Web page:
Live Updates: The ruble fell to 77 to one US dollar today, the lowest in a year, tied to the fall in the price of Brent crude below $31 for the first time since 2004.
Welcome to our column, Russia Update, where we will be closely following day-to-day developments in Russia, including the Russian government’s foreign and domestic policies.
The previous issue is here.
–The Non-Hybrid War
–Kashin Explains His âLetter to Leadersâ on âFontanka Officeâ
–TV Rain Interviews Volunteer Fighter Back from Donbass
–âI Was on Active Dutyâ: Interview with Captured GRU Officer Aleksandrov
The price of a barrel of oil is in a nose dive today. Here is today’s latest on the price of a barrel of Brent Crude from Bloomberg:
In fact, oil briefly fell below $30 a barrel today for the first time in 13 years, and it could go lower. Reuters reports:
Prices firmed early in the day after a deadly suicide bombing rocked central Istanbul, and Nigeria’s oil minister said a “couple” of Organization of the Petroleum Exporting Countries members had requested an emergency meeting.
But they then nosedived anew after the United Arab Emirates oil minister quashed talk of a possible meeting, saying the group strategy was working. OPEC has rejected calls by some of its members to curb output, opting instead to pump full throttle to defend market share rather than shore up prices.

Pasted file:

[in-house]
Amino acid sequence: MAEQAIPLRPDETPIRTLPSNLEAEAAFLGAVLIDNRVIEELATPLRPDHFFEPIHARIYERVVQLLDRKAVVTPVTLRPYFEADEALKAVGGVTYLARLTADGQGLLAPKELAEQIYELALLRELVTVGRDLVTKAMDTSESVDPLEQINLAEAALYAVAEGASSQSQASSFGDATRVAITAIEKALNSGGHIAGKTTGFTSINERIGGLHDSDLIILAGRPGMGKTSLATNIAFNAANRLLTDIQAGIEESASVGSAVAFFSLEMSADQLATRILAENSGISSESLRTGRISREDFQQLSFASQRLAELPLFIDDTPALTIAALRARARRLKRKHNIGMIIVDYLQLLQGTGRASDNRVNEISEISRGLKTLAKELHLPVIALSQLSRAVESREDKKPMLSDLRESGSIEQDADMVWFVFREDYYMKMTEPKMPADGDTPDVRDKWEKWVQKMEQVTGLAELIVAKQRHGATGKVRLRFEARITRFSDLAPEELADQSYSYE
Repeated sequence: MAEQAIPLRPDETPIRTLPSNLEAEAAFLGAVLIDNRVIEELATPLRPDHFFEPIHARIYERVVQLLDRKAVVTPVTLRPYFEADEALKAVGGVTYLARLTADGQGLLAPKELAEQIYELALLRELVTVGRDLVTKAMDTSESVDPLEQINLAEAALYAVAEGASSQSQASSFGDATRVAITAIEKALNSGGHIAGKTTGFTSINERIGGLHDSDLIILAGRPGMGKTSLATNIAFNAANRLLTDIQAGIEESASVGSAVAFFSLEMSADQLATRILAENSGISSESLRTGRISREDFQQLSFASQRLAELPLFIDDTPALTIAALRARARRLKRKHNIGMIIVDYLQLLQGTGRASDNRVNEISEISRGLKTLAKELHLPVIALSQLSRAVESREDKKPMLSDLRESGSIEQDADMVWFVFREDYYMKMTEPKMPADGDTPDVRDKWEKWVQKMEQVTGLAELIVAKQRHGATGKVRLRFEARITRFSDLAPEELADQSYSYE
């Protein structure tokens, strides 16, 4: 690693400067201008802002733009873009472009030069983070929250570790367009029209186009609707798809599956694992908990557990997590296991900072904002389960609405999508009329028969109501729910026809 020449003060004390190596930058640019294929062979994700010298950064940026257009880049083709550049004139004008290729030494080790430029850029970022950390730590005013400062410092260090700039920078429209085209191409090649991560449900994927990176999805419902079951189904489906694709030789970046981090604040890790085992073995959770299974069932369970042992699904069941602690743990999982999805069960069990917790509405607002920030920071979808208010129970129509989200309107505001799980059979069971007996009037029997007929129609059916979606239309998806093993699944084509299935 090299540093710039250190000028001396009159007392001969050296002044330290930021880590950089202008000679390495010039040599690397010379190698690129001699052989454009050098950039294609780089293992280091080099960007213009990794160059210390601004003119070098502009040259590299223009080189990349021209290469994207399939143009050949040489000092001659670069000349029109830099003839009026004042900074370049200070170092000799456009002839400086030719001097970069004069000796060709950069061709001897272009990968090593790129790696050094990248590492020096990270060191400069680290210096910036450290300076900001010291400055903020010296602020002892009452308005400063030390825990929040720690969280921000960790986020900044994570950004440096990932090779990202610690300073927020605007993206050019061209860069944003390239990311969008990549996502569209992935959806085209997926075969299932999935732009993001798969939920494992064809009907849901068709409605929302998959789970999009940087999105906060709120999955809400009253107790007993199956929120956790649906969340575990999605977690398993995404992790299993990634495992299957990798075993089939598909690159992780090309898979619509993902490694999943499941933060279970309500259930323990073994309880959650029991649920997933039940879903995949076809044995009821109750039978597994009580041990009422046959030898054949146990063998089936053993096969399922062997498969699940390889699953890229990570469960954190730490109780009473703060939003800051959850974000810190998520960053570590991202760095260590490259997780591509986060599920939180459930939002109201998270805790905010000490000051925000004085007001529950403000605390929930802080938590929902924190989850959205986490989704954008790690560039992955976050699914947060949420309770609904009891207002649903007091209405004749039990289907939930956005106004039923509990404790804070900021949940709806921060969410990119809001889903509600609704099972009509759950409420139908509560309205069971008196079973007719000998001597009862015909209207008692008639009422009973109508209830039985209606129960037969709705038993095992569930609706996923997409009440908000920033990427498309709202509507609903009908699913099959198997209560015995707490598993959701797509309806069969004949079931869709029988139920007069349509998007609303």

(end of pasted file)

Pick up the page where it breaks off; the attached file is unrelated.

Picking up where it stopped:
Oil has tumbled more than 18 percent this year alone, the worst seven-day run since the financial crisis. The long list of negative factors also includes the weakening economy and ailing stock market of No. 2 consumer China, the rising U.S. dollar, which makes oil more costly, and the surprising resilience of U.S. shale drillers in the face of the price slide.
Adding to supply fears, Iraq, the second-biggest OPEC producer, plans to export a record of around 3.63 million barrels per day in February, said trade sources.